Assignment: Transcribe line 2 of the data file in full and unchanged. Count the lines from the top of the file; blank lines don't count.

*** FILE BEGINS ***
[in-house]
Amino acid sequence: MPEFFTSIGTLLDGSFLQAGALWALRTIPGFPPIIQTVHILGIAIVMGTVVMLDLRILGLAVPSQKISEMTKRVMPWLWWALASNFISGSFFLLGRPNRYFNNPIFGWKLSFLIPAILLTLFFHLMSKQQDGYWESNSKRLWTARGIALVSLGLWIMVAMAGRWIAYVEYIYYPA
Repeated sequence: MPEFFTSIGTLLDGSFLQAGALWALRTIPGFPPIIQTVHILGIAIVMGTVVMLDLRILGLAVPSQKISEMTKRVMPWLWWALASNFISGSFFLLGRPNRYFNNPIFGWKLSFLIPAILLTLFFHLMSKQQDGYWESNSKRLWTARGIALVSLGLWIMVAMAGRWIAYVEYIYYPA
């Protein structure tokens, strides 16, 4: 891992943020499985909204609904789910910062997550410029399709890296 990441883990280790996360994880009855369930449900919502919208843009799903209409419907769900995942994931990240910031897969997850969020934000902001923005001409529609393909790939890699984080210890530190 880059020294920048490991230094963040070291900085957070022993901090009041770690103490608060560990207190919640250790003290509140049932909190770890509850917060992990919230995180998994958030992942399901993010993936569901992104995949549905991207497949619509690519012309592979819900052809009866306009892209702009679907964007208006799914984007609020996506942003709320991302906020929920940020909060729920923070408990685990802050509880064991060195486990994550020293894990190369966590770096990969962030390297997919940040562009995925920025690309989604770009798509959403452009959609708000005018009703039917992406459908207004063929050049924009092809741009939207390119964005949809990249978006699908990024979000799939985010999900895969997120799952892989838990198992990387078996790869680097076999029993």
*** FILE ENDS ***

Amino acid sequence: MPEFFTSIGTLLDGSFLQAGALWALRTIPGFPPIIQTVHILGIAIVMGTVVMLDLRILGLAVPSQKISEMTKRVMPWLWWALASNFISGSFFLLGRPNRYFNNPIFGWKLSFLIPAILLTLFFHLMSKQQDGYWESNSKRLWTARGIALVSLGLWIMVAMAGRWIAYVEYIYYPA